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Impact of Recent Economic Indicators on Minority-Owned Businesses

On June 27, 2024, the Bureau of Economic Analysis (BEA) released the third estimate for Gross Domestic Product (GDP) for Q1 2024, alongside revised estimates for corporate profits and the GDP by industry. On June 28, 2024, the Personal Consumption Expenditures (PCE) index reported a year-over-year increase of 2.6% in May 2024. These indicators provide critical insights into the overall economic health and have significant implications for minority-owned businesses.

GDP Growth and Minority Firms

The third estimate for GDP in Q1 2024 indicates a growth rate of 1.4%. This positive growth is a good sign, suggesting that the economy is slowly expanding. For minority-owned businesses, the increase in GDP can be a double-edged sword. On one hand, higher economic growth can lead to greater availability of credit and investment opportunities, which are vital for the sustainability of minority enterprises. On the other hand, if the benefits of this growth is not equitably distributed, minority-owned businesses may face increased competition without proportional access to the resources needed to compete effectively.

Industry-Specific Insights

Industry data for Q1 2024 reveals sector-specific performance that is crucial for understanding the landscape for minority-owned businesses. According to the data:

- Retail Trade and Construction sectors showed significant contributions to GDP growth. Minority representation in these sectors is substantial, with Black and Hispanic workers making up notable percentages of the workforce.

- Administrative and Support Services and Health Care and Social Assistance sectors also demonstrated strong performance. These sectors are critical for minority employment and ownership, with high percentages of minority employment.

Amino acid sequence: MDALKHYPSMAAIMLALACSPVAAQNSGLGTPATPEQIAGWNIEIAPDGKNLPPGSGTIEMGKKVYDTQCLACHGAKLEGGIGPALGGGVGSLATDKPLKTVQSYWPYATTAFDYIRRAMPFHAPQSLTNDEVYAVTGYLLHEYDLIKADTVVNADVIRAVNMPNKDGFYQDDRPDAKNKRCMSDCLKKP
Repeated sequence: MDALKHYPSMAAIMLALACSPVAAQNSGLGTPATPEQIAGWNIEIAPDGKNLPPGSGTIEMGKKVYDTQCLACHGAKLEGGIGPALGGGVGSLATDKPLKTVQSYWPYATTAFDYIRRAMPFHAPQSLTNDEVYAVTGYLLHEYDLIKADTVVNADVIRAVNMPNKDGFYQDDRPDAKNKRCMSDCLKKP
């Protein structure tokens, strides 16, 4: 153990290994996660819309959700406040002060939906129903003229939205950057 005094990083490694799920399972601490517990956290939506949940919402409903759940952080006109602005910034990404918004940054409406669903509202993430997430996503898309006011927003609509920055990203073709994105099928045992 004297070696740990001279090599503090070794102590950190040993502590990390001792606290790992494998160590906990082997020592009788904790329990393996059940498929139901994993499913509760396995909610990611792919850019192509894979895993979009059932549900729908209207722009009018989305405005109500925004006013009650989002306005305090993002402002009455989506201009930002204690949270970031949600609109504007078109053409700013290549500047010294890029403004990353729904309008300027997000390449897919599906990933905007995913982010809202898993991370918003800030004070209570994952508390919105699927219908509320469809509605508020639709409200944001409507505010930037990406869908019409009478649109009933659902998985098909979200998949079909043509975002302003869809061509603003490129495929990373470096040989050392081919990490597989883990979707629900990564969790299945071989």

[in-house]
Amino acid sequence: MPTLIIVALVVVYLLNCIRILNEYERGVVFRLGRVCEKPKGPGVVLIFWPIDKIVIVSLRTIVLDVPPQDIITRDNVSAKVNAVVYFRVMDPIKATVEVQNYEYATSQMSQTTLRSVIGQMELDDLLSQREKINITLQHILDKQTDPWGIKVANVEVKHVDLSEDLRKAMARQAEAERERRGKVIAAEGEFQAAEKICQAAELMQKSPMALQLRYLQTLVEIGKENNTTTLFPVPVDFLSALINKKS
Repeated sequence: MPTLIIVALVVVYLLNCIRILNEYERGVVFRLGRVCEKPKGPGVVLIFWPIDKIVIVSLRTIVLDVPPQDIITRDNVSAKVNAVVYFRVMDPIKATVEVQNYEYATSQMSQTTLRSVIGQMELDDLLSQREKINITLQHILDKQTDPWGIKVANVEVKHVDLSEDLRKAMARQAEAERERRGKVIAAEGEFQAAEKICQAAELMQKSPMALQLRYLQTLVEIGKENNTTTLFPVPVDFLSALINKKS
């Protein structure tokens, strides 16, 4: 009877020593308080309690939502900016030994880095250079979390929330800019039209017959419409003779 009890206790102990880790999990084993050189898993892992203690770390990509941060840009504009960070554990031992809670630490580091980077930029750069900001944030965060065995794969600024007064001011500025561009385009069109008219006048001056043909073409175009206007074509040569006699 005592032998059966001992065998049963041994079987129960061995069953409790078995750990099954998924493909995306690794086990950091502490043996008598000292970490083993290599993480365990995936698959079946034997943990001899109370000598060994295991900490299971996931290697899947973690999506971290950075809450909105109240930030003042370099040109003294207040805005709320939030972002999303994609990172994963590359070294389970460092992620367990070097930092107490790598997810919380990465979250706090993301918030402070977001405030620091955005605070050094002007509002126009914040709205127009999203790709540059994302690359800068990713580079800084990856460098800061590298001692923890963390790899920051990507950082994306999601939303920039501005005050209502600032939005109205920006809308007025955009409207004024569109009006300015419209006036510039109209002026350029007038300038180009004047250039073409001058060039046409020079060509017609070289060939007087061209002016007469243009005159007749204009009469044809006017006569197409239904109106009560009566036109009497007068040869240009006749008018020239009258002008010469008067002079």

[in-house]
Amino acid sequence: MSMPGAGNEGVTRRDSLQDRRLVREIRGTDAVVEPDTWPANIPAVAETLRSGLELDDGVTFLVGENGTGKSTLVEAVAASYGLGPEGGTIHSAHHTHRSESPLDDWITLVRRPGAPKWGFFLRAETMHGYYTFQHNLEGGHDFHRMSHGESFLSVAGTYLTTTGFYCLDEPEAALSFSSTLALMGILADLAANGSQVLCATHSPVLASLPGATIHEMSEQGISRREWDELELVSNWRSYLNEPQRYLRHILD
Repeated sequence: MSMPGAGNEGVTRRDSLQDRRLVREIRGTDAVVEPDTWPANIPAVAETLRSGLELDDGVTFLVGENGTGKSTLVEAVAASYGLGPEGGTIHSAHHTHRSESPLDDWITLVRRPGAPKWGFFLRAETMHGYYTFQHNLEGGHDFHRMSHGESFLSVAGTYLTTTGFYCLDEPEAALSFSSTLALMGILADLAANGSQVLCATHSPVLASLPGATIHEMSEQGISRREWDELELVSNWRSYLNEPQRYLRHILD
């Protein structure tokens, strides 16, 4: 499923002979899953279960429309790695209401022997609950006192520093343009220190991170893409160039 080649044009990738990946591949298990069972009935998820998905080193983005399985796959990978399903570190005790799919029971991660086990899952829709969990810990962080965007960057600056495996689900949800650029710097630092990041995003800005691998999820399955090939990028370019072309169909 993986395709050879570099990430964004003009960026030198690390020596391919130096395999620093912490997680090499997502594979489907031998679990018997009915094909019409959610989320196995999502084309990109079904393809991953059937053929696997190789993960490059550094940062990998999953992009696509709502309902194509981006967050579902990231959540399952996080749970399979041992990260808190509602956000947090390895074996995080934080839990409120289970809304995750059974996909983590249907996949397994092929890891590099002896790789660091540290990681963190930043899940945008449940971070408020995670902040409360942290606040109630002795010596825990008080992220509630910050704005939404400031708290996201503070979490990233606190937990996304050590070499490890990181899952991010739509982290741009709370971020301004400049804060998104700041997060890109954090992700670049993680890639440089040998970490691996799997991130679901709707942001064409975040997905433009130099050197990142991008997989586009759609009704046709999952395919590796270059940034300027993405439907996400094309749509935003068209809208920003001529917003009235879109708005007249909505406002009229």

The chart illustrates the contributions to GDP by various industry groups and the percentage of minority employment within these sectors. For example, the Retail Trade sector not only contributed 0.34 percentage points to GDP growth but also represents 38% of minority employer firms, highlighting its importance to minority communities.

Personal Consumption Expenditures (PCE) Index

The PCE index, which measures the average increase in prices for goods and services consumed by individuals, rose by 2.6% year-over-year in May 2024. This increase in consumer prices can impact minority-owned businesses in several ways:

- Cost Pressures: Higher consumer prices can lead to increased costs for raw materials and other inputs, squeezing profit margins for minority-owned businesses, which often operate with tighter margins compared to larger, established firms.

- Consumer Demand: On the flip side, if minority-owned businesses can pass on these costs to consumers without a significant drop in demand, they might maintain or even improve their profitability.

Given the often price-sensitive customer base of minority-owned businesses, the ability to pass on costs without losing customers is limited. Therefore, managing cost pressures through efficient operations and strategic pricing becomes critical.

Conclusion

The recent economic indicators from the BEA, GDP growth and the PCE index, highlight a mixed landscape for minority-owned businesses. While rising overall economic growth presents opportunities, the accompanying cost pressures and competitive landscape pose challenges. Minority-owned businesses need to leverage available resources, such as targeted financial assistance programs and strategic partnerships, to navigate this complex economic environment.

Research Assistant: Eric J. Gordon, Creative Investment Research

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